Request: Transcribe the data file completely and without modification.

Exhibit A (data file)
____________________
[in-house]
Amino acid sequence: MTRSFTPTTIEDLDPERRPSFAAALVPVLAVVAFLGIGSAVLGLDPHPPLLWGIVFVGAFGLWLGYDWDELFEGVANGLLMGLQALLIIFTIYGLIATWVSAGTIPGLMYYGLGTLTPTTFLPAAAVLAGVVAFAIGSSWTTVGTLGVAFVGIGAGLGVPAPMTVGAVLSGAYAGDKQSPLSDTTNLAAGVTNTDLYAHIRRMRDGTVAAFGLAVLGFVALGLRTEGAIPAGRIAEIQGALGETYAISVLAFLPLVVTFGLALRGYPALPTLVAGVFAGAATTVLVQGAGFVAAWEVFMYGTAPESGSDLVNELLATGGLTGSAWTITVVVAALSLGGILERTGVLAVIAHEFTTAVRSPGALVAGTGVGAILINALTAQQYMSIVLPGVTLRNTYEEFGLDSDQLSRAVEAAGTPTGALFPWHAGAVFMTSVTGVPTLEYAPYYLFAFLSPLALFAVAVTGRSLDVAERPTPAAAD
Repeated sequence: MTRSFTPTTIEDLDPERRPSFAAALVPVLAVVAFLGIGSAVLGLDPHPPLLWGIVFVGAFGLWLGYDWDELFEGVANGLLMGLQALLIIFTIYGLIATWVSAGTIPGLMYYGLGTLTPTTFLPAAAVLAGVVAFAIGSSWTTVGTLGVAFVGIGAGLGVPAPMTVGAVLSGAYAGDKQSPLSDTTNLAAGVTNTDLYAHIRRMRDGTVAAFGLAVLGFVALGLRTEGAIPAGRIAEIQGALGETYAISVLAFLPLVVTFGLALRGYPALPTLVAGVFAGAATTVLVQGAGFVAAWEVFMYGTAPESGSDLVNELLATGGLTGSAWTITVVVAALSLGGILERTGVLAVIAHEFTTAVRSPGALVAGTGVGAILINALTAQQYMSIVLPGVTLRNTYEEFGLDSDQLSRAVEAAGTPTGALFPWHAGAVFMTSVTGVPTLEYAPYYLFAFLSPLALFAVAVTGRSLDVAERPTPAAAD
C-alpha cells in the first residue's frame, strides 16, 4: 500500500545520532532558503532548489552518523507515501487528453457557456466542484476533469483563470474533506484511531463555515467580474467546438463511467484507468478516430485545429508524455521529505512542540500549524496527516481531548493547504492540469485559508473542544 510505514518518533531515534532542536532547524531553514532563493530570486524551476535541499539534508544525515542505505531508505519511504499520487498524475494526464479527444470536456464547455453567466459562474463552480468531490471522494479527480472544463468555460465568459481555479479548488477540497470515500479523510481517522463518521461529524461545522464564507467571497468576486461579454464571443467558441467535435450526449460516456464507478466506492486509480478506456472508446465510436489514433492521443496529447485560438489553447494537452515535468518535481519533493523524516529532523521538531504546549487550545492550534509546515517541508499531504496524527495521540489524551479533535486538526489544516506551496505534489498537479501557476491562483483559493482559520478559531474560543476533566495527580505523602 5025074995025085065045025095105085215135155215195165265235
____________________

[in-house]
Amino acid sequence: MTRSFTPTTIEDLDPERRPSFAAALVPVLAVVAFLGIGSAVLGLDPHPPLLWGIVFVGAFGLWLGYDWDELFEGVANGLLMGLQALLIIFTIYGLIATWVSAGTIPGLMYYGLGTLTPTTFLPAAAVLAGVVAFAIGSSWTTVGTLGVAFVGIGAGLGVPAPMTVGAVLSGAYAGDKQSPLSDTTNLAAGVTNTDLYAHIRRMRDGTVAAFGLAVLGFVALGLRTEGAIPAGRIAEIQGALGETYAISVLAFLPLVVTFGLALRGYPALPTLVAGVFAGAATTVLVQGAGFVAAWEVFMYGTAPESGSDLVNELLATGGLTGSAWTITVVVAALSLGGILERTGVLAVIAHEFTTAVRSPGALVAGTGVGAILINALTAQQYMSIVLPGVTLRNTYEEFGLDSDQLSRAVEAAGTPTGALFPWHAGAVFMTSVTGVPTLEYAPYYLFAFLSPLALFAVAVTGRSLDVAERPTPAAAD
Repeated sequence: MTRSFTPTTIEDLDPERRPSFAAALVPVLAVVAFLGIGSAVLGLDPHPPLLWGIVFVGAFGLWLGYDWDELFEGVANGLLMGLQALLIIFTIYGLIATWVSAGTIPGLMYYGLGTLTPTTFLPAAAVLAGVVAFAIGSSWTTVGTLGVAFVGIGAGLGVPAPMTVGAVLSGAYAGDKQSPLSDTTNLAAGVTNTDLYAHIRRMRDGTVAAFGLAVLGFVALGLRTEGAIPAGRIAEIQGALGETYAISVLAFLPLVVTFGLALRGYPALPTLVAGVFAGAATTVLVQGAGFVAAWEVFMYGTAPESGSDLVNELLATGGLTGSAWTITVVVAALSLGGILERTGVLAVIAHEFTTAVRSPGALVAGTGVGAILINALTAQQYMSIVLPGVTLRNTYEEFGLDSDQLSRAVEAAGTPTGALFPWHAGAVFMTSVTGVPTLEYAPYYLFAFLSPLALFAVAVTGRSLDVAERPTPAAAD
C-alpha cells in the first residue's frame, strides 16, 4: 500500500545520532532558503532548489552518523507515501487528453457557456466542484476533469483563470474533506484511531463555515467580474467546438463511467484507468478516430485545429508524455521529505512542540500549524496527516481531548493547504492540469485559508473542544 510505514518518533531515534532542536532547524531553514532563493530570486524551476535541499539534508544525515542505505531508505519511504499520487498524475494526464479527444470536456464547455453567466459562474463552480468531490471522494479527480472544463468555460465568459481555479479548488477540497470515500479523510481517522463518521461529524461545522464564507467571497468576486461579454464571443467558441467535435450526449460516456464507478466506492486509480478506456472508446465510436489514433492521443496529447485560438489553447494537452515535468518535481519533493523524516529532523521538531504546549487550545492550534509546515517541508499531504496524527495521540489524551479533535486538526489544516506551496505534489498537479501557476491562483483559493482559520478559531474560543476533566495527580505523602 5025074995025085065045025095105085215135155215195165265235